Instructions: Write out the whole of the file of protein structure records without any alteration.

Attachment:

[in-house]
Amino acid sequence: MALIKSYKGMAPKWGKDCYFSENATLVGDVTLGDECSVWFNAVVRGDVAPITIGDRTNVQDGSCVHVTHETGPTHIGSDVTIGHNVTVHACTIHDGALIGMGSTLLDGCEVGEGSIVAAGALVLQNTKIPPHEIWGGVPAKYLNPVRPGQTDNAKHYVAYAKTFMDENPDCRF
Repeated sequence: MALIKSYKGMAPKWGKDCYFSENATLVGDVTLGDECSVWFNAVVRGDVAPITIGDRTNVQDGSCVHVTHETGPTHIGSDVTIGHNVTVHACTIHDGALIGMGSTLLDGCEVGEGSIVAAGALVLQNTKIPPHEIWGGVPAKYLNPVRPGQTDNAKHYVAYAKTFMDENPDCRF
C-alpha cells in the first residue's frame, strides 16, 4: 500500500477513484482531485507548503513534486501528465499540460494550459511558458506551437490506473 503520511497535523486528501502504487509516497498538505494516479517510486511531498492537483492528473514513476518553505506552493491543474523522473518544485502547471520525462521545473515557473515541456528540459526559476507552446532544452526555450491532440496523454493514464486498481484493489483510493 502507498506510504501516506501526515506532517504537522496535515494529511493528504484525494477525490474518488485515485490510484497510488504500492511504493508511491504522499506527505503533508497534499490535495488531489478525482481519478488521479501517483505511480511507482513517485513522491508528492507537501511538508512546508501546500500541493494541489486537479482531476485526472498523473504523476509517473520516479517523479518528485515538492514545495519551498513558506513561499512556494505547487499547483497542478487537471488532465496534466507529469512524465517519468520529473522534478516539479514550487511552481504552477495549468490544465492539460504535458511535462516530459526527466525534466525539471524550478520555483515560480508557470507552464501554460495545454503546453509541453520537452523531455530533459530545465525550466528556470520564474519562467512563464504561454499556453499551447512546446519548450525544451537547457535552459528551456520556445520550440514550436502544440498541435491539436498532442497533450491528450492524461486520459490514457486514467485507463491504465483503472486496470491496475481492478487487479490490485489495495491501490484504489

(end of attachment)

[in-house]
Amino acid sequence: MALIKSYKGMAPKWGKDCYFSENATLVGDVTLGDECSVWFNAVVRGDVAPITIGDRTNVQDGSCVHVTHETGPTHIGSDVTIGHNVTVHACTIHDGALIGMGSTLLDGCEVGEGSIVAAGALVLQNTKIPPHEIWGGVPAKYLNPVRPGQTDNAKHYVAYAKTFMDENPDCRF
Repeated sequence: MALIKSYKGMAPKWGKDCYFSENATLVGDVTLGDECSVWFNAVVRGDVAPITIGDRTNVQDGSCVHVTHETGPTHIGSDVTIGHNVTVHACTIHDGALIGMGSTLLDGCEVGEGSIVAAGALVLQNTKIPPHEIWGGVPAKYLNPVRPGQTDNAKHYVAYAKTFMDENPDCRF
C-alpha cells in the first residue's frame, strides 16, 4: 500500500477513484482531485507548503513534486501528465499540460494550459511558458506551437490506473 503520511497535523486528501502504487509516497498538505494516479517510486511531498492537483492528473514513476518553505506552493491543474523522473518544485502547471520525462521545473515557473515541456528540459526559476507552446532544452526555450491532440496523454493514464486498481484493489483510493 502507498506510504501516506501526515506532517504537522496535515494529511493528504484525494477525490474518488485515485490510484497510488504500492511504493508511491504522499506527505503533508497534499490535495488531489478525482481519478488521479501517483505511480511507482513517485513522491508528492507537501511538508512546508501546500500541493494541489486537479482531476485526472498523473504523476509517473520516479517523479518528485515538492514545495519551498513558506513561499512556494505547487499547483497542478487537471488532465496534466507529469512524465517519468520529473522534478516539479514550487511552481504552477495549468490544465492539460504535458511535462516530459526527466525534466525539471524550478520555483515560480508557470507552464501554460495545454503546453509541453520537452523531455530533459530545465525550466528556470520564474519562467512563464504561454499556453499551447512546446519548450525544451537547457535552459528551456520556445520550440514550436502544440498541435491539436498532442497533450491528450492524461486520459490514457486514467485507463491504465483503472486496470491496475481492478487487479490490485489495495491501490484504489